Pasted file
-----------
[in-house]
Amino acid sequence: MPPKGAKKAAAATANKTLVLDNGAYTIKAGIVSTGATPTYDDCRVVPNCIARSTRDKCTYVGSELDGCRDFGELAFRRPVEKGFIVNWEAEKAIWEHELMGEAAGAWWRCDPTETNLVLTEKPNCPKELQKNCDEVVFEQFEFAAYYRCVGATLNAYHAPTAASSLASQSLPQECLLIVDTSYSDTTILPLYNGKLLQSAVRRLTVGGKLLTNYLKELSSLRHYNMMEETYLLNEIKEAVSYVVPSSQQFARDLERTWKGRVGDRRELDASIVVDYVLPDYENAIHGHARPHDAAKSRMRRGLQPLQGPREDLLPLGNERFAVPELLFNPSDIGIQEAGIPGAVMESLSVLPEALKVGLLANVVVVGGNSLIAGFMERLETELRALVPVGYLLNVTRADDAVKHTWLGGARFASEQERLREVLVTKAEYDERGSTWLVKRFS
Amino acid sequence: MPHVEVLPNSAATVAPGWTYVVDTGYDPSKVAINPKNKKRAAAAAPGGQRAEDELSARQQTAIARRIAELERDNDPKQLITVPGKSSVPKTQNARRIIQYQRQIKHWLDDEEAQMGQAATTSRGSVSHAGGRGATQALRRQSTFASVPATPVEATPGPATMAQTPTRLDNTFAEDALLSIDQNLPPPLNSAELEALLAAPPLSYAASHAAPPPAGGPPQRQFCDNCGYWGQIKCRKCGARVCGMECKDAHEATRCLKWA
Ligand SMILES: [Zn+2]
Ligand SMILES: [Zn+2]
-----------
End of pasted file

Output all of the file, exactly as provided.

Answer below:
[in-house]
Amino acid sequence: MPPKGAKKAAAATANKTLVLDNGAYTIKAGIVSTGATPTYDDCRVVPNCIARSTRDKCTYVGSELDGCRDFGELAFRRPVEKGFIVNWEAEKAIWEHELMGEAAGAWWRCDPTETNLVLTEKPNCPKELQKNCDEVVFEQFEFAAYYRCVGATLNAYHAPTAASSLASQSLPQECLLIVDTSYSDTTILPLYNGKLLQSAVRRLTVGGKLLTNYLKELSSLRHYNMMEETYLLNEIKEAVSYVVPSSQQFARDLERTWKGRVGDRRELDASIVVDYVLPDYENAIHGHARPHDAAKSRMRRGLQPLQGPREDLLPLGNERFAVPELLFNPSDIGIQEAGIPGAVMESLSVLPEALKVGLLANVVVVGGNSLIAGFMERLETELRALVPVGYLLNVTRADDAVKHTWLGGARFASEQERLREVLVTKAEYDERGSTWLVKRFS
Amino acid sequence: MPHVEVLPNSAATVAPGWTYVVDTGYDPSKVAINPKNKKRAAAAAPGGQRAEDELSARQQTAIARRIAELERDNDPKQLITVPGKSSVPKTQNARRIIQYQRQIKHWLDDEEAQMGQAATTSRGSVSHAGGRGATQALRRQSTFASVPATPVEATPGPATMAQTPTRLDNTFAEDALLSIDQNLPPPLNSAELEALLAAPPLSYAASHAAPPPAGGPPQRQFCDNCGYWGQIKCRKCGARVCGMECKDAHEATRCLKWA
Ligand SMILES: [Zn+2]
Ligand SMILES: [Zn+2]